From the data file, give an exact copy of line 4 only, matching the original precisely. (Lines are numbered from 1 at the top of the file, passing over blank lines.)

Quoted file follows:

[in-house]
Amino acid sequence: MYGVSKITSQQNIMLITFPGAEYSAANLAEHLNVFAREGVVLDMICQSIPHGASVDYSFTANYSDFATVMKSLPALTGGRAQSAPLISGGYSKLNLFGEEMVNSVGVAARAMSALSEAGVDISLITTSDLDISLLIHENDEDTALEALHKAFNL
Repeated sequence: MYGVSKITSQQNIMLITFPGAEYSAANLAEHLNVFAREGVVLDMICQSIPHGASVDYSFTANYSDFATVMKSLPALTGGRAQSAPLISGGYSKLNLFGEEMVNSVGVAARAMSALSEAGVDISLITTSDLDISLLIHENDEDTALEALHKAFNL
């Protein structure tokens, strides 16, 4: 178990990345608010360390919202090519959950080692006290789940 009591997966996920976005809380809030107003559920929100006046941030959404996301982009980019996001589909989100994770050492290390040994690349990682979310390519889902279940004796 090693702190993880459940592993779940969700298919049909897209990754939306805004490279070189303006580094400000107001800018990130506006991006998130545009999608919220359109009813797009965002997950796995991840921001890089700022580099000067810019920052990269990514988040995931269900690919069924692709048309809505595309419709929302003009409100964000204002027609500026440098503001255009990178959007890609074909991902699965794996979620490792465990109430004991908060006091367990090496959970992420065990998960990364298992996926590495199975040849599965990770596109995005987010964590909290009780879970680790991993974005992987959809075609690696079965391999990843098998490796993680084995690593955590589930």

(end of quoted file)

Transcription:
């Protein structure tokens, strides 16, 4: 178990990345608010360390919202090519959950080692006290789940 009591997966996920976005809380809030107003559920929100006046941030959404996301982009980019996001589909989100994770050492290390040994690349990682979310390519889902279940004796 090693702190993880459940592993779940969700298919049909897209990754939306805004490279070189303006580094400000107001800018990130506006991006998130545009999608919220359109009813797009965002997950796995991840921001890089700022580099000067810019920052990269990514988040995931269900690919069924692709048309809505595309419709929302003009409100964000204002027609500026440098503001255009990178959007890609074909991902699965794996979620490792465990109430004991908060006091367990090496959970992420065990998960990364298992996926590495199975040849599965990770596109995005987010964590909290009780879970680790991993974005992987959809075609690696079965391999990843098998490796993680084995690593955590589930």